Sherlock Holmes and the Public Domain: not so Elementary?
On Dec. 23, 2013, the Northern District of Illinois delivered a Christmas present for the Sherlock Holmes lovers of the world: Klinger v. Conan Doyle Estate Ltd.,1 a suitably labyrinthine decision that should resolve any lingering mystery about the public domain status of the Sherlock Holmes stories by Sir Arthur Conan Doyle. Break out the deerstalker hat and calabash pipe as we describe the Klinger case and the creative, albeit unsuccessful arguments both sides asserted in their battle over the future of the 127-year-old Holmes franchise.
The Parties and the Works
Conan Doyle Estate Ltd. (Conan Doyle) is a company owned by members of Sir Arthur Conan Doyle's family. Conan Doyle licenses its intellectual property, including copyrights, in the works of Sir Arthur Conan Doyle, including the Holmes works, to third parties through its exclusive authorized licensing agents in the United States. Leslie Klinger is the author and editor of 27 books and dozens of articles in the mystery and thriller literature genre, including two dozen books and numerous articles on Sherlock Holmes.
The Holmes works by Doyle comprise four novels and 56 short stories (the canon) featuring the fictional characters of detective Sherlock Holmes and his friend and colleague Dr. John H. Watson. Doyle introduced these characters in "A Study in Scarlet," which was first published in Beeton's Christmas Annual in 1887 and first released in the United States in 1890. All four novels and 46 of the 56 short stories were first published in the United States on various dates prior to Jan. 1, 1923. The law is clear, and the parties agreed, that works published in the United States. before this date are in the public domain in this country, but Conan Doyle nonetheless argued that the Holmes and Watson characters per se did not lapse into the public domain when the stories did. Conversely, 10 of the short stories were published later, and remain under copyright protection (the Ten Stories), but Klinger argued that certain elements of these stories were not sufficiently original to warrant copyright protection and should thus be free to use.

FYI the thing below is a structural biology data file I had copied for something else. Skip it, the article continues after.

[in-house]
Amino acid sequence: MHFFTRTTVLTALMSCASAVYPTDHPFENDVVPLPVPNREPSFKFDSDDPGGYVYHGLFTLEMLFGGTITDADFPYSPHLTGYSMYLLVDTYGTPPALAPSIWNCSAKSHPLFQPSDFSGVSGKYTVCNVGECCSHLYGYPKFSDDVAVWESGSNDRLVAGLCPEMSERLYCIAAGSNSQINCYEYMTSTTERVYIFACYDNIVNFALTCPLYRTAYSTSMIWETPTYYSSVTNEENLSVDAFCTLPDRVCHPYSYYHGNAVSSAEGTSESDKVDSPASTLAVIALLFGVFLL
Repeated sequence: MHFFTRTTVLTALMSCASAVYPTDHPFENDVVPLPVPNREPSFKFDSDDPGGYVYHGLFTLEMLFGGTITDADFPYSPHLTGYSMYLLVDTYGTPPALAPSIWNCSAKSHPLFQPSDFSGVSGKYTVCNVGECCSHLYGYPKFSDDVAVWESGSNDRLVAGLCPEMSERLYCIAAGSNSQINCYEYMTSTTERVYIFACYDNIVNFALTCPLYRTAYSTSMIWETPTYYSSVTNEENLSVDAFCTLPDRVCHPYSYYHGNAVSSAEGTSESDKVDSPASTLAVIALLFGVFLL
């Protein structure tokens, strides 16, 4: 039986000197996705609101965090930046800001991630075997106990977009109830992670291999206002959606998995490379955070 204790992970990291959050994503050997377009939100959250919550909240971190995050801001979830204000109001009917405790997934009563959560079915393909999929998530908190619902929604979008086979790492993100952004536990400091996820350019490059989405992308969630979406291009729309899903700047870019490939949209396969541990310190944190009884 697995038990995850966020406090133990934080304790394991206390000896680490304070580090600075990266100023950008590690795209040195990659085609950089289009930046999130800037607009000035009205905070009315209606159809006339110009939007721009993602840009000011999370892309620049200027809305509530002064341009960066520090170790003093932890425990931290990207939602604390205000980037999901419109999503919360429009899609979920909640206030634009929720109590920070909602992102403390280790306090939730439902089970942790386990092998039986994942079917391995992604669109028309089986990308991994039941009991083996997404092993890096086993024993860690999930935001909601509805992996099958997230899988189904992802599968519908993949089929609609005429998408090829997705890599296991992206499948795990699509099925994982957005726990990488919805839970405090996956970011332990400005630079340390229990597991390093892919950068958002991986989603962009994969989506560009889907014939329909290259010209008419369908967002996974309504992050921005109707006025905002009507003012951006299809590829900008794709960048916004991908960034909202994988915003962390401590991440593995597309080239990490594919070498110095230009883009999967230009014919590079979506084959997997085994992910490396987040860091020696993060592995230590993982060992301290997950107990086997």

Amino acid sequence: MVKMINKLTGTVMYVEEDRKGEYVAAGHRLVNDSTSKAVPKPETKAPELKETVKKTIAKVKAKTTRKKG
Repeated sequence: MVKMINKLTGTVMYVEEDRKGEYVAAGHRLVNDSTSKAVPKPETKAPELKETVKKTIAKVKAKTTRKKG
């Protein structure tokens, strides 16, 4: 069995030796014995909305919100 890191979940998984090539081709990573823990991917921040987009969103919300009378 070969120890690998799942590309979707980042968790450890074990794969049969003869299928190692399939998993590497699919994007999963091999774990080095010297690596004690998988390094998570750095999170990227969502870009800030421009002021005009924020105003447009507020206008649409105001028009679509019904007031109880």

Without the consent of Conan Doyle, Klinger compiled A Study In Sherlock, an anthology of newly written Sherlock Holmes stories by contemporary authors, published by Random House. Despite the public domain status of the pre-1923 works, Conan Doyle objected to the inclusion of the Holmes and Watson characters, and Random House ultimately agreed to take a license. Klinger also compiled a second anthology of new Holmes stories, In the Company of Sherlock Holmes, under contract with Pegasus Books and W.W. Norton & Co. One of the contributors, literary critic and historian Michael Dirda, included a character from the Ten Stories named Langdale Pike, and Klinger instructed Dirda to seek a license from Conan Doyle "for the use of any character or story elements that [are] still under copyright protection." Upon learning of the second anthology, Conan Doyle threatened to sue Pegasus and to shut down sales of the second anthology through third parties such as Amazon and Barnes & Noble.
Klinger responded by filing an action seeking a declaration that various characters, character traits and other story elements from Doyle's Sherlock Holmes stories are free for the public to copy without infringing Conan Doyle's rights under the Copyright Act, and enjoining Conan Doyle from asserting rights in the Holmes story elements or interfering with Klinger's exploitation of them. The game was afoot.
The Pre-1923 Elements
Conan Doyle recognized that the pre-1923 stories were in the public domain, but argued that because the characters of Sherlock Holmes and Watson were continually developed throughout the entire canon, the copyright protecting the Ten Stories should extend to the Holmes and Watson characters and the story elements pertaining to those characters. Therefore, it argued, the characters of Holmes and Watson should remain under copyright until the last of the Ten Stories expires in 2022 (or 2023; the parties could not agree as to the correct date, but the issue was ultimately moot).